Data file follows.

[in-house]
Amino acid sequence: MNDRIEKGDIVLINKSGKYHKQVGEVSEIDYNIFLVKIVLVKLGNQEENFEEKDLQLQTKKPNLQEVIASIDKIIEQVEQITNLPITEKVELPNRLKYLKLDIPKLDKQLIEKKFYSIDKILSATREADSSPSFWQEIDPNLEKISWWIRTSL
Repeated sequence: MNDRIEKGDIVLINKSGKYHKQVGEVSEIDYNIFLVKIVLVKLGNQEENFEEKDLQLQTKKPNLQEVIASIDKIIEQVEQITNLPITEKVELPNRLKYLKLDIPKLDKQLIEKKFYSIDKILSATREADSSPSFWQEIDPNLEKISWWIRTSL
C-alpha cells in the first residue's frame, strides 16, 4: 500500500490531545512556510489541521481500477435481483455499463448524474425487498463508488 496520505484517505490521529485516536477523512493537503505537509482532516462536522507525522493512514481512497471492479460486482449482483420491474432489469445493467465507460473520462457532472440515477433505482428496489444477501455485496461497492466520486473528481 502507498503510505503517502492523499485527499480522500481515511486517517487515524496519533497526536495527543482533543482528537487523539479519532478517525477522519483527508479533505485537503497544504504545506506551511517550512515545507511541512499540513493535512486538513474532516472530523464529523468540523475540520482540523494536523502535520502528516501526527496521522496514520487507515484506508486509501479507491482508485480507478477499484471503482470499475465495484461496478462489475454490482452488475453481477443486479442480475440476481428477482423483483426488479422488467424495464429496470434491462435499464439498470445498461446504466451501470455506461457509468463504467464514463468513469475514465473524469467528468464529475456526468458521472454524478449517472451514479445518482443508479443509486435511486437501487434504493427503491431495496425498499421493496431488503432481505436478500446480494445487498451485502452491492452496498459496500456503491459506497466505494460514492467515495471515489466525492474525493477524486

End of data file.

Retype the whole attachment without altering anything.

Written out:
[in-house]
Amino acid sequence: MNDRIEKGDIVLINKSGKYHKQVGEVSEIDYNIFLVKIVLVKLGNQEENFEEKDLQLQTKKPNLQEVIASIDKIIEQVEQITNLPITEKVELPNRLKYLKLDIPKLDKQLIEKKFYSIDKILSATREADSSPSFWQEIDPNLEKISWWIRTSL
Repeated sequence: MNDRIEKGDIVLINKSGKYHKQVGEVSEIDYNIFLVKIVLVKLGNQEENFEEKDLQLQTKKPNLQEVIASIDKIIEQVEQITNLPITEKVELPNRLKYLKLDIPKLDKQLIEKKFYSIDKILSATREADSSPSFWQEIDPNLEKISWWIRTSL
C-alpha cells in the first residue's frame, strides 16, 4: 500500500490531545512556510489541521481500477435481483455499463448524474425487498463508488 496520505484517505490521529485516536477523512493537503505537509482532516462536522507525522493512514481512497471492479460486482449482483420491474432489469445493467465507460473520462457532472440515477433505482428496489444477501455485496461497492466520486473528481 502507498503510505503517502492523499485527499480522500481515511486517517487515524496519533497526536495527543482533543482528537487523539479519532478517525477522519483527508479533505485537503497544504504545506506551511517550512515545507511541512499540513493535512486538513474532516472530523464529523468540523475540520482540523494536523502535520502528516501526527496521522496514520487507515484506508486509501479507491482508485480507478477499484471503482470499475465495484461496478462489475454490482452488475453481477443486479442480475440476481428477482423483483426488479422488467424495464429496470434491462435499464439498470445498461446504466451501470455506461457509468463504467464514463468513469475514465473524469467528468464529475456526468458521472454524478449517472451514479445518482443508479443509486435511486437501487434504493427503491431495496425498499421493496431488503432481505436478500446480494445487498451485502452491492452496498459496500456503491459506497466505494460514492467515495471515489466525492474525493477524486